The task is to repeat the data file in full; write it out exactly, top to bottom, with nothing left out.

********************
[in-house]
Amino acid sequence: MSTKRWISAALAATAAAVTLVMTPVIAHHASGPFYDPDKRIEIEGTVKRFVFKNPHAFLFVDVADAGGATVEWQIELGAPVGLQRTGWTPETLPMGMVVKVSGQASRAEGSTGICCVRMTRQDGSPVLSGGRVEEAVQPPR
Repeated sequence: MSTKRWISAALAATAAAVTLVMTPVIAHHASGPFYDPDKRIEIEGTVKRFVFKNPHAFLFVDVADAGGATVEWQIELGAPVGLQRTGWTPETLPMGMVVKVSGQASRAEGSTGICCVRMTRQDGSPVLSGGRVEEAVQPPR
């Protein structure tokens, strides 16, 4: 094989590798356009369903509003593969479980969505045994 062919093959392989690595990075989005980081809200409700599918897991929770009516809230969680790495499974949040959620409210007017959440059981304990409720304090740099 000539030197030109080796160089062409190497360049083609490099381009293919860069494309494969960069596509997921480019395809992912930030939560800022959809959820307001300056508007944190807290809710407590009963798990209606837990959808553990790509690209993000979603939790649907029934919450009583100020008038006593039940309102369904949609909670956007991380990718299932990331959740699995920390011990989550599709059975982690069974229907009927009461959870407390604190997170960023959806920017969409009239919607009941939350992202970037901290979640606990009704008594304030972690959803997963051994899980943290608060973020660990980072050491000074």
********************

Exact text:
[in-house]
Amino acid sequence: MSTKRWISAALAATAAAVTLVMTPVIAHHASGPFYDPDKRIEIEGTVKRFVFKNPHAFLFVDVADAGGATVEWQIELGAPVGLQRTGWTPETLPMGMVVKVSGQASRAEGSTGICCVRMTRQDGSPVLSGGRVEEAVQPPR
Repeated sequence: MSTKRWISAALAATAAAVTLVMTPVIAHHASGPFYDPDKRIEIEGTVKRFVFKNPHAFLFVDVADAGGATVEWQIELGAPVGLQRTGWTPETLPMGMVVKVSGQASRAEGSTGICCVRMTRQDGSPVLSGGRVEEAVQPPR
């Protein structure tokens, strides 16, 4: 094989590798356009369903509003593969479980969505045994 062919093959392989690595990075989005980081809200409700599918897991929770009516809230969680790495499974949040959620409210007017959440059981304990409720304090740099 000539030197030109080796160089062409190497360049083609490099381009293919860069494309494969960069596509997921480019395809992912930030939560800022959809959820307001300056508007944190807290809710407590009963798990209606837990959808553990790509690209993000979603939790649907029934919450009583100020008038006593039940309102369904949609909670956007991380990718299932990331959740699995920390011990989550599709059975982690069974229907009927009461959870407390604190997170960023959806920017969409009239919607009941939350992202970037901290979640606990009704008594304030972690959803997963051994899980943290608060973020660990980072050491000074």